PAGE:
Between cool perks and lists of values on walls and career sites, it seems like it's easy to get a sense of a company's culture.  But when we ask job seekers, they usually use benign and visceral words like "cool" and "seems like a great place to work."  

Similarly, our clients are often asking: "can you help make us an employer of choice?" Sure. But for whom?

Whether you're a job seeker, CEO or recruiter, understanding a company's culture (or lack thereof) is key to determining if you fit, who fits and how to find the right people who fit.  Here are eight key questions to ask as your litmus test:

1) Does the company have a set of values? Who developed them, when and how?

Pay attention to when they were developed and whether employees had a chance to provide insight and feedback. It's also important to know whether they've been revised since then.

2) Are the values visible?

Beyond one list on the wall, where else can you find or see the values? Look for evidence of promotion and sharing on the company's career sites, in employee workspaces, through hashtags and campaigns, in orientation or onboarding and other visible places. The more they're shared the more likely they are to be lived.

3) Can employees give specific examples of how the values are lived? For example, if transparency is a value, how quickly and easily can they give you an example of how it manifests itself in your daily work?

See how quickly employees answer. First, do they know the values and second, do they have clear examples? If they hem and haw, or give you broad generalities, you know they're not permeating the everyday of the organizational culture.

4) Is the CEO involved in culture? How?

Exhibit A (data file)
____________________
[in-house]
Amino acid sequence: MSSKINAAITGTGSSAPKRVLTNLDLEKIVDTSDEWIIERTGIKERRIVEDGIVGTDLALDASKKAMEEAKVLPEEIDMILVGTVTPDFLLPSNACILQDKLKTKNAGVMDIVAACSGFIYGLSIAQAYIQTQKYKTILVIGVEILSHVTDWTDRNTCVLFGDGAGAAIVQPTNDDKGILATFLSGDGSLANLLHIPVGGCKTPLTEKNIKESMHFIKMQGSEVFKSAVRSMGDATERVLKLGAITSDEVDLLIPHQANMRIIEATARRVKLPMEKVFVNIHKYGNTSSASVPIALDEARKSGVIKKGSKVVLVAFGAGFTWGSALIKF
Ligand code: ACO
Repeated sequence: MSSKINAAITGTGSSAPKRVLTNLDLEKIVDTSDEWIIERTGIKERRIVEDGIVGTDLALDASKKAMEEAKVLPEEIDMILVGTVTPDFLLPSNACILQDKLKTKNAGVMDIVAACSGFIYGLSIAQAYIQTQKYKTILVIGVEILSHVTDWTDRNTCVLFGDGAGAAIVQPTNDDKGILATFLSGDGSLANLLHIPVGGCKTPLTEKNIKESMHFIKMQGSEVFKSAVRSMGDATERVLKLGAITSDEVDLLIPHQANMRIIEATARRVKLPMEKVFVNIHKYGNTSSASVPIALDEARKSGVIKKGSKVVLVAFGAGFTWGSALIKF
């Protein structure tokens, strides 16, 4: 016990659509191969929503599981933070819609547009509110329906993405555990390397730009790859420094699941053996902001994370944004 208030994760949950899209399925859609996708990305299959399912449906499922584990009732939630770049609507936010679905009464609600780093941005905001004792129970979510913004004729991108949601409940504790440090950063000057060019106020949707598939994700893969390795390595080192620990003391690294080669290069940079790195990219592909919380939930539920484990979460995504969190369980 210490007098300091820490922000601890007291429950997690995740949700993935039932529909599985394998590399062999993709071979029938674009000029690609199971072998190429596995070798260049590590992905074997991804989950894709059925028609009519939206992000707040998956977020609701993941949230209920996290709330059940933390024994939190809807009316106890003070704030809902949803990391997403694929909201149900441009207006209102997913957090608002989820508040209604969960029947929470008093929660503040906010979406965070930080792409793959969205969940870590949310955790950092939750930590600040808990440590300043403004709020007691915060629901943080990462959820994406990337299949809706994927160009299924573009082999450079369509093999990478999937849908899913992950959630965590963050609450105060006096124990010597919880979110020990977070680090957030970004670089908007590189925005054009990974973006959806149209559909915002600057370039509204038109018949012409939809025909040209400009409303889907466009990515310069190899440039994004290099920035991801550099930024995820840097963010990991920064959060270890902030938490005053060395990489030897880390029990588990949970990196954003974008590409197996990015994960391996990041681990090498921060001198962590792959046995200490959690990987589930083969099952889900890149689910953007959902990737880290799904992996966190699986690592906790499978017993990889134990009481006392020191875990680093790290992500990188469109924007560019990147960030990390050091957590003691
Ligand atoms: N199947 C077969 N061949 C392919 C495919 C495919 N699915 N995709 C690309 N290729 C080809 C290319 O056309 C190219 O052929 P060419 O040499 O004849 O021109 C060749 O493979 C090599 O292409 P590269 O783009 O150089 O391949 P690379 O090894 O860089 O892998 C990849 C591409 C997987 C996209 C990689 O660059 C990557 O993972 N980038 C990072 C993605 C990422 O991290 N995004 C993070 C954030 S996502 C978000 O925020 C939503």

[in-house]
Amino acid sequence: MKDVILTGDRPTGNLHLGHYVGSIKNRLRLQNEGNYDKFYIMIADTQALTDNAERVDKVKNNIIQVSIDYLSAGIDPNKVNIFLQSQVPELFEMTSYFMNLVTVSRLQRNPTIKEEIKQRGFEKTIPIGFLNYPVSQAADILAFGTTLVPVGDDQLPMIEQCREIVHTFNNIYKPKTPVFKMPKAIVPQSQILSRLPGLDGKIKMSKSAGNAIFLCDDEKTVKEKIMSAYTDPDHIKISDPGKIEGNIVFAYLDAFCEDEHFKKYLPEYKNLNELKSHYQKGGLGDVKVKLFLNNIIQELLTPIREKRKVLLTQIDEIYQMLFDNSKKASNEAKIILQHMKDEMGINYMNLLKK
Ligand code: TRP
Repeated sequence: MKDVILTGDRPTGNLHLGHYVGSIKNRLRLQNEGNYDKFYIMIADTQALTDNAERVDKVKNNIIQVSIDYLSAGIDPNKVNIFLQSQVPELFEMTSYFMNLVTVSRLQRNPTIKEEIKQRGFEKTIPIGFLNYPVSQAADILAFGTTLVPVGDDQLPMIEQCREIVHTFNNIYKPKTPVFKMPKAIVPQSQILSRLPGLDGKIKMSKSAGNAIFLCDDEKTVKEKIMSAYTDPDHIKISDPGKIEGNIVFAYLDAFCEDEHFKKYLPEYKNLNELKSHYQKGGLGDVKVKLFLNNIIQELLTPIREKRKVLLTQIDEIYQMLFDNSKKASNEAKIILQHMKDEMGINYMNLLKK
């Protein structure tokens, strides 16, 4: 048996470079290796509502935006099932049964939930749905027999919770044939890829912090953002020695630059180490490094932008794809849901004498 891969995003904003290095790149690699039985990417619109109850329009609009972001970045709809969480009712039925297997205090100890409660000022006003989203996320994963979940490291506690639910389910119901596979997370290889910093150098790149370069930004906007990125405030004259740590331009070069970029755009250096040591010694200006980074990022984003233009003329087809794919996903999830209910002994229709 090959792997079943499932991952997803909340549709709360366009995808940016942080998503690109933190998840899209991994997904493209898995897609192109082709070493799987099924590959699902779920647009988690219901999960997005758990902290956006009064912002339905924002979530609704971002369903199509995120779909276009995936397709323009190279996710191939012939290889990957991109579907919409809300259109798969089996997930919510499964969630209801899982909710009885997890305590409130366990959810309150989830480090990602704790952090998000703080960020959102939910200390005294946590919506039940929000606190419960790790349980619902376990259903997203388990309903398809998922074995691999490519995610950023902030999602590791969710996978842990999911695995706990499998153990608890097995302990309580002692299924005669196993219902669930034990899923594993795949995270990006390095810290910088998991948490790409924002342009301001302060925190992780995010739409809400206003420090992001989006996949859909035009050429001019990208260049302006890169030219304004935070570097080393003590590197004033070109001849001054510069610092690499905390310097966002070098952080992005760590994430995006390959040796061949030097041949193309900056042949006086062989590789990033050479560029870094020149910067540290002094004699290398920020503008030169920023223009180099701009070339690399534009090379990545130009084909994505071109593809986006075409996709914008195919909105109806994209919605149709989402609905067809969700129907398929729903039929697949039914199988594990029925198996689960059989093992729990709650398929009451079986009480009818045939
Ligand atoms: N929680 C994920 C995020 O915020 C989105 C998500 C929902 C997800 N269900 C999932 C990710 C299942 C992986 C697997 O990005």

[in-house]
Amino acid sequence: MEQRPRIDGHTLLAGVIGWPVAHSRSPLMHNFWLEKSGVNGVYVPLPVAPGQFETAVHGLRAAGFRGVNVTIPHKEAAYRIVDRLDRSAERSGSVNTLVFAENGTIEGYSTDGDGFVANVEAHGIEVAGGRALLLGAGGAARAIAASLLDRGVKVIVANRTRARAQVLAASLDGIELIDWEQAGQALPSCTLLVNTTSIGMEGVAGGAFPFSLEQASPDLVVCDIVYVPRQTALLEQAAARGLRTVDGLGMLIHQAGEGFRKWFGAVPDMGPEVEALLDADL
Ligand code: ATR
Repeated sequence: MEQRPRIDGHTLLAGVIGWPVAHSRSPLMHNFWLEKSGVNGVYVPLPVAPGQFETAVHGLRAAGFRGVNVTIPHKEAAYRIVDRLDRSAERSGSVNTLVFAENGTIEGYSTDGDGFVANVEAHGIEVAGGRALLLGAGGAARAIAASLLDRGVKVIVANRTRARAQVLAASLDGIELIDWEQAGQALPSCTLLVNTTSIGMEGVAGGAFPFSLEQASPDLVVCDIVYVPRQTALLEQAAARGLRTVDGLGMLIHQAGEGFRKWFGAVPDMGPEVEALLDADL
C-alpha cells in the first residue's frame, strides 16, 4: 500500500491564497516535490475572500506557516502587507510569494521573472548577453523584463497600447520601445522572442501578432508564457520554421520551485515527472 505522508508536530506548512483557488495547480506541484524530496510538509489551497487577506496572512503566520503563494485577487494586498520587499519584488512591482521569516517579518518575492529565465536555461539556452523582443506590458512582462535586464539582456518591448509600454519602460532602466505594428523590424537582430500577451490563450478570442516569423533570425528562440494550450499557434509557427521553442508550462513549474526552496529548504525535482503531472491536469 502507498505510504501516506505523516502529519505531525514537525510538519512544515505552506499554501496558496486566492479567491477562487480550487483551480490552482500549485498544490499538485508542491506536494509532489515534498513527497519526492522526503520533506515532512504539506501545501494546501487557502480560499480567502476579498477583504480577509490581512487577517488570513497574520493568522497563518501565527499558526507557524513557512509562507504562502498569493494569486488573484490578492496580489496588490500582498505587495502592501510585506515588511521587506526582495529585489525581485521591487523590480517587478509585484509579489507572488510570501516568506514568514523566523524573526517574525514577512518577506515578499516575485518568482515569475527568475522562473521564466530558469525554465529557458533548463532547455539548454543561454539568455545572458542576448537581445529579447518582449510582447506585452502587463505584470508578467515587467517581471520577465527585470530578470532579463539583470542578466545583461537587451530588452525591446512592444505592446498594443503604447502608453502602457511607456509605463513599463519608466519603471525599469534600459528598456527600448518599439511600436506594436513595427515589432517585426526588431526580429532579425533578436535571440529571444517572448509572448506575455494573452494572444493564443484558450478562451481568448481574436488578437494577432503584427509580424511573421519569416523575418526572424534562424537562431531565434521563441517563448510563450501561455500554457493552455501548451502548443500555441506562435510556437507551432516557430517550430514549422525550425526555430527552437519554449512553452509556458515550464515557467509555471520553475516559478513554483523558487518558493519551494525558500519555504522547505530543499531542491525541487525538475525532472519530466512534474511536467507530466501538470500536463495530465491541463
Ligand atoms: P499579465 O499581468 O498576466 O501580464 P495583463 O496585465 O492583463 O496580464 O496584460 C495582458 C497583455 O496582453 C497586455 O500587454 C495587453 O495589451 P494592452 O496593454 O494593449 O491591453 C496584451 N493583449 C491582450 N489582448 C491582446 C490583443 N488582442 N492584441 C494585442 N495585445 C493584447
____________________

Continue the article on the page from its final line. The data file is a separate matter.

Ask about the role the CEO plays in the culture and for specific examples of how he or she models it.  If the culture was recently created or a project was done to launch th values, ask what role the CEO played in the project.

5) How is culture measured? Is alignment with values part of employee performance reviews?

It's one thing to have culture visible, but how is it measured? Ask for examples of how employees and leaders know the culture is strong and how they get feedback and insight on culture initiatives. Extremely key is to understand if employees are evaluated on how they live the culture and how they get work done in alignment with the culture.

6) How is culture part of the company’s strategy? How often is it evaluated? And how?

It's also important to understand the role culture plays in company strategy. Strong cultures are bellwethers for company decisions and culture is a key part in regular strategy conversations and operational actions.

7) Are employees hired based on fit with culture? If so, how is that assessed and measured in the interview process? (It can’t just be “we know the culture and can tell if they’ll fit”)

If you're a job seeker you might know this from your interviews. Otherwise, just flat out ask. Also important to know is how it factors in to the hiring decision and to what extent.

8) If the CEO/leadership team described the culture in 3-5 words and then employees were asked to do the same, would there be alignment?

This is a great exercise for organizations to do--when we do it with clients, they are always surprised by the results and the gaps that exist. Leaders often pretend they know their workforces when they really don't!

 

Susan LaMotte is the founder of exaqueo, a workforce consultancy that helps  companies build cultures, employer brands and talent strategies. Contact exaqueo to learn more about how we can help you build a workforce that’s aligned with your company culture and develop an employer brand that will allow your business to scale the right way.

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